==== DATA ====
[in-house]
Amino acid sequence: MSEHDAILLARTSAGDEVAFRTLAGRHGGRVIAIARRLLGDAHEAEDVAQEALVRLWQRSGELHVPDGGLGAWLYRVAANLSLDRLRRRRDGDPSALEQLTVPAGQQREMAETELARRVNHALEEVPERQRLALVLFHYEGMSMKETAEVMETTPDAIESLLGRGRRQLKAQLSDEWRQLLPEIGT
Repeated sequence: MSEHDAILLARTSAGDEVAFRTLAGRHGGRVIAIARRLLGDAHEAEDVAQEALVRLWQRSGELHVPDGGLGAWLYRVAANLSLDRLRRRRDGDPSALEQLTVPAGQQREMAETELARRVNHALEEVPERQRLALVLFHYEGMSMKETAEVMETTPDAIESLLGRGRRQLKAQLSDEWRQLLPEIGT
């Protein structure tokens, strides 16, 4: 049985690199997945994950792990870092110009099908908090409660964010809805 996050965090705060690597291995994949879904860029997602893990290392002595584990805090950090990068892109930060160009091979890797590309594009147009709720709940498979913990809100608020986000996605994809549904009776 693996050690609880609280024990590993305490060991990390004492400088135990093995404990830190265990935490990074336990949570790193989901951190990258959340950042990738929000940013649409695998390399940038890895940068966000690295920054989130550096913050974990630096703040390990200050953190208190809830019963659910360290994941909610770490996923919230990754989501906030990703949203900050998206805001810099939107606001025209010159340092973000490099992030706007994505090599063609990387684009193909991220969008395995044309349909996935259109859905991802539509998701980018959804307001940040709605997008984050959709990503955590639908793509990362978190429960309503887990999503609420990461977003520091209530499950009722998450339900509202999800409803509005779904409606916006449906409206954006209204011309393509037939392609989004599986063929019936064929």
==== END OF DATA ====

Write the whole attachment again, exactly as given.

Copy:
[in-house]
Amino acid sequence: MSEHDAILLARTSAGDEVAFRTLAGRHGGRVIAIARRLLGDAHEAEDVAQEALVRLWQRSGELHVPDGGLGAWLYRVAANLSLDRLRRRRDGDPSALEQLTVPAGQQREMAETELARRVNHALEEVPERQRLALVLFHYEGMSMKETAEVMETTPDAIESLLGRGRRQLKAQLSDEWRQLLPEIGT
Repeated sequence: MSEHDAILLARTSAGDEVAFRTLAGRHGGRVIAIARRLLGDAHEAEDVAQEALVRLWQRSGELHVPDGGLGAWLYRVAANLSLDRLRRRRDGDPSALEQLTVPAGQQREMAETELARRVNHALEEVPERQRLALVLFHYEGMSMKETAEVMETTPDAIESLLGRGRRQLKAQLSDEWRQLLPEIGT
């Protein structure tokens, strides 16, 4: 049985690199997945994950792990870092110009099908908090409660964010809805 996050965090705060690597291995994949879904860029997602893990290392002595584990805090950090990068892109930060160009091979890797590309594009147009709720709940498979913990809100608020986000996605994809549904009776 693996050690609880609280024990590993305490060991990390004492400088135990093995404990830190265990935490990074336990949570790193989901951190990258959340950042990738929000940013649409695998390399940038890895940068966000690295920054989130550096913050974990630096703040390990200050953190208190809830019963659910360290994941909610770490996923919230990754989501906030990703949203900050998206805001810099939107606001025209010159340092973000490099992030706007994505090599063609990387684009193909991220969008395995044309349909996935259109859905991802539509998701980018959804307001940040709605997008984050959709990503955590639908793509990362978190429960309503887990999503609420990461977003520091209530499950009722998450339900509202999800409803509005779904409606916006449906409206954006209204011309393509037939392609989004599986063929019936064929």